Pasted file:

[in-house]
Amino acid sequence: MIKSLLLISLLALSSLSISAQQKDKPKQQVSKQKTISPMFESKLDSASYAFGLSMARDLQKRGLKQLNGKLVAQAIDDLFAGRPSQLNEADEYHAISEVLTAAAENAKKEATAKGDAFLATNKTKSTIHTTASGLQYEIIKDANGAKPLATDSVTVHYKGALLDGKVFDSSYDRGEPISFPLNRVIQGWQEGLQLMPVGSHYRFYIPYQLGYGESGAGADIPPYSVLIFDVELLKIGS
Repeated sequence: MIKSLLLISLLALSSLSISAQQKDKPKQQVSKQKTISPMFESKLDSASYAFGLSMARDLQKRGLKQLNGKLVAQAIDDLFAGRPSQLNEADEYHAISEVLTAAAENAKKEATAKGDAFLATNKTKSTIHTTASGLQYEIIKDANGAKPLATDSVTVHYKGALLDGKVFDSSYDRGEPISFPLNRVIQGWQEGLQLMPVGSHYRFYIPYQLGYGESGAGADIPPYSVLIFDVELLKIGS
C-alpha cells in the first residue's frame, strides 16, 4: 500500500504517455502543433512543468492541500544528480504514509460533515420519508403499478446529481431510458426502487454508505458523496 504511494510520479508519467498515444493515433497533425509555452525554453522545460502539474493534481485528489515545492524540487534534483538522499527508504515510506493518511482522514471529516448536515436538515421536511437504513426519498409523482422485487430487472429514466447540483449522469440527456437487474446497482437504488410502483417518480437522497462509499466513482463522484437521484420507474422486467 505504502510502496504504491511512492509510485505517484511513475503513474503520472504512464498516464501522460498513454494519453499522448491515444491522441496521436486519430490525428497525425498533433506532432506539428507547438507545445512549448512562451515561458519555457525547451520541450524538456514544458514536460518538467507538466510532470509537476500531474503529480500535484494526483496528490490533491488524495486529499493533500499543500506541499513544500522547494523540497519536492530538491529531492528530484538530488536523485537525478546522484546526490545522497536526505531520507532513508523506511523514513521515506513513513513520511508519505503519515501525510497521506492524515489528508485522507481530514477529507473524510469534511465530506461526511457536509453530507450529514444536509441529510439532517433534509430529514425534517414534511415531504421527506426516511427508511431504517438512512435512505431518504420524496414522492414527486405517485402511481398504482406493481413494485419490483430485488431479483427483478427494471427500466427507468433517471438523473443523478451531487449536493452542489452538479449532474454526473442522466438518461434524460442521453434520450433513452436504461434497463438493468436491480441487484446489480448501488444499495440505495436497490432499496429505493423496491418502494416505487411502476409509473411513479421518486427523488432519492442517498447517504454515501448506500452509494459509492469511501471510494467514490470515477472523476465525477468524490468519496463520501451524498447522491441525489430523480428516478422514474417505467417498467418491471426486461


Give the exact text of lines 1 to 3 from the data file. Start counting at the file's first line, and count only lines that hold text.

[in-house]
Amino acid sequence: MIKSLLLISLLALSSLSISAQQKDKPKQQVSKQKTISPMFESKLDSASYAFGLSMARDLQKRGLKQLNGKLVAQAIDDLFAGRPSQLNEADEYHAISEVLTAAAENAKKEATAKGDAFLATNKTKSTIHTTASGLQYEIIKDANGAKPLATDSVTVHYKGALLDGKVFDSSYDRGEPISFPLNRVIQGWQEGLQLMPVGSHYRFYIPYQLGYGESGAGADIPPYSVLIFDVELLKIGS
Repeated sequence: MIKSLLLISLLALSSLSISAQQKDKPKQQVSKQKTISPMFESKLDSASYAFGLSMARDLQKRGLKQLNGKLVAQAIDDLFAGRPSQLNEADEYHAISEVLTAAAENAKKEATAKGDAFLATNKTKSTIHTTASGLQYEIIKDANGAKPLATDSVTVHYKGALLDGKVFDSSYDRGEPISFPLNRVIQGWQEGLQLMPVGSHYRFYIPYQLGYGESGAGADIPPYSVLIFDVELLKIGS